Feeling the passion, power of fire on the burning prairie

By A Contributor

The underappreciated splendor of Konza Prairie familiar to many Riley county residents provides artistic inspiration for Edward Sturr’s new book of photographs, “Fire and Form on the Konza Prairie.”

Established in 1971 through the efforts of visionaries such as Professor Lloyd Hulbert of Kansas State University and philanthropist Katharine Ordway, the Konza Prairie Biological Station is 8,613 acres, and one of the largest tracts of tallgrass prairie remaining in the U.S. 

Fire is essential for its survival. The dynamic biological and physical forces of fire, ignited by lightening or humans, help maintain the integrity of the prairie. Fire is vital to Konza Prairie, and its effects are now managed in a way to allow scientific comparisons of different burn regimes. From 2001-2012 Edward Sturr accompanied Konza fires crews during the spring “burn season” of March through May to photograph the fascinating and sometimes frightening images of fire.

Sturr, an emeritus professor of art at Kansas State University is a prominent landscape photographer who first began exploring Konza Prairie through his camera lenses in 1990. He has photographed the prairie in every season, but the photos of fire are the most provocative. 

The powerful beauty, shear force, and danger of fires are skillfully captured by Sturr.  Always respectful of the unpredictable nature of fire, Sturr evokes its drama and magnificence through his photographs. As Sturr states in his introduction, he was constantly aware of the fire’s radiation. Its searing heat was dangerous to him and his camera, and as soon as the shutter clicked he moved away quickly. The intense heat created distortions in the images that fascinated him.

The elements of traditional landscape photography are evident in all the photographs, but the frenetic, mesmerizing allure of the fire’s flame is central to the compositions.

The cover photo, “Flying High” shows an advancing fire in the immediate foreground, as black smoke billows up to meet a cloud-filled blue sky. Sturr’s strong design sense is displayed in “Ripped.” A diagonal fire line engulfs the tall grass while a back fire lurks ominously on the smoke-filled horizon. The speed at which fire rakes a Konza hillside is beautifully expressed in “Top Flight.” One fire traveling uphill is about to collide with another moving downhill. The dramatic red orange flames are contrasted to the blackened smoldering ground.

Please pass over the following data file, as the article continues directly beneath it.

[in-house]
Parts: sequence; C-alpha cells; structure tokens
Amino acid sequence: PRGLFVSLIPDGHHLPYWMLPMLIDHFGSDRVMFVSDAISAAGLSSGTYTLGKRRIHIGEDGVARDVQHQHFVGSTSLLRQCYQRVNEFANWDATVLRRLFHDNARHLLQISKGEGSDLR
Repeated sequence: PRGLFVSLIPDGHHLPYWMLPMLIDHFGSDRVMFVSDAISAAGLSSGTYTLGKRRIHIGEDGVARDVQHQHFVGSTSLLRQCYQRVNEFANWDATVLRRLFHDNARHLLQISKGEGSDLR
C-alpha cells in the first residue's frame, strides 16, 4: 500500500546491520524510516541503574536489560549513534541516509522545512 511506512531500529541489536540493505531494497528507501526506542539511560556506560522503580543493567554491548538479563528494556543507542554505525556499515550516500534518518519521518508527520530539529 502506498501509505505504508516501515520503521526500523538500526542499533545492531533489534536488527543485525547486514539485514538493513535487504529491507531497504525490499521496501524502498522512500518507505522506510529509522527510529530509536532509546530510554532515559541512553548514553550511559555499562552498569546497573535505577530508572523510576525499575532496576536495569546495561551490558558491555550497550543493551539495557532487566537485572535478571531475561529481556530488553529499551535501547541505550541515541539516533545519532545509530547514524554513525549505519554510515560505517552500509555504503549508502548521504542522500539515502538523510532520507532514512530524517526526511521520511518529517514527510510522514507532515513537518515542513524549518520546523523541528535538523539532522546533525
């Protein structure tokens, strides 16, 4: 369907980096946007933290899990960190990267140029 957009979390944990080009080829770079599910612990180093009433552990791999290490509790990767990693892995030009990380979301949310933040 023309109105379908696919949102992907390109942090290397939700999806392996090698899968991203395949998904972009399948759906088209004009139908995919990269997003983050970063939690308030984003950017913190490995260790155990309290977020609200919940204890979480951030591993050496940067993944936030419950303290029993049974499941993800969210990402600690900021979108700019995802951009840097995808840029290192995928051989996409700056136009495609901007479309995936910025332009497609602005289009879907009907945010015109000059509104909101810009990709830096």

One of Sturr’s most intense photographs is “Vortex.” The gigantic funnel of roiling white smoke erupts into the clear blue sky. Low on the horizon line, the golden grass provides the fuel for the fire’s rapid progress across the flat plain. “Corona” has an otherworldly elegance to it. The glowing rise of black earth looks like receding lava flows while black and orange smoke emerges overhead.

Sturr has a good eye for abstract images as well.  In “Dark Matter” he shows us how two fires meet. They will eventually burn out having exhausted the fuel source.  The bright yellow orange flames that charge through the landscape are contrasted to the stark charred hills blackened by the recent fire. The lack of depth perception in “Layered” presents an abstract view of bright horizontal bands of color. The flat feel of the stacked layers is broken up by the smoke in the middle ground providing a hint of dimension. The devastation of fire and its residual heat is eerily presented in “Fire Mist.” Bare trees stand as lone survivors in the smoky landscape while isolated flames burn in the distance. 

Looking across the landscape Sturr captures the fascinating forms of rising smoke in “Rippling.” The linear quality of the abstract landscape is punctuated by the strip of fire marching through the middle ground.  Occasionally, Sturr leaves the panoramic landscape to show us close up fire views as in “String Theory” and “Dry Brush.” One can practically hear the crackle of the grass as it is consumed by the evolving fire. 

In addition to Edward Sturr’s 43 photographs, “Fire and Form on the Konza Prairie” is augmented by Elizabeth Dodd’s lively essay, “Red Buffalo, Black Butterflies.” Dodd vividly describes her impressions of being part of a fire crew on a controlled burn.  The cadence of her prose captures all the excitement, danger and exhaustion associated with the team effort to both start fires and extinguish them safely. Her exhilaration for the experience is obvious as she sweeps the reader into the action and gives us an eyewitness account of the hard work associated with the burn regimes.

Sturr suggested that Dodd write an original poem about the prairie and she composed “Watershed Burns with Lightening” specifically for the book.

John Briggs, director of the Konza Prairie Biological Station, provides insightful information in his article about the importance of fire for the long term health of the prairie ecosystem.  He also integrates information about the native plants and animals of the prairies, including the reintroduction of native bison on Konza prairie. 

Konza Prairie is an exceptional treasure.  It’s a living laboratory for scientists, a refuge for animals and plants, an outdoor classroom for children and adults, and it is a sanctuary for contemplation. Konza Prairie is also a source for many types of artistic inspiration.

Sturr’s curiosity and respect for nature’s life cycles on Konza prairie is reflected in his stunning photographs. Sturr’s artworks, coupled with the contributions by Elizabeth Dodd, and John Briggs invites the reader to discover the distinctive wonders of Konza Prairie.

Jessica Reichman is the former curator of the Beach Museum of Art.

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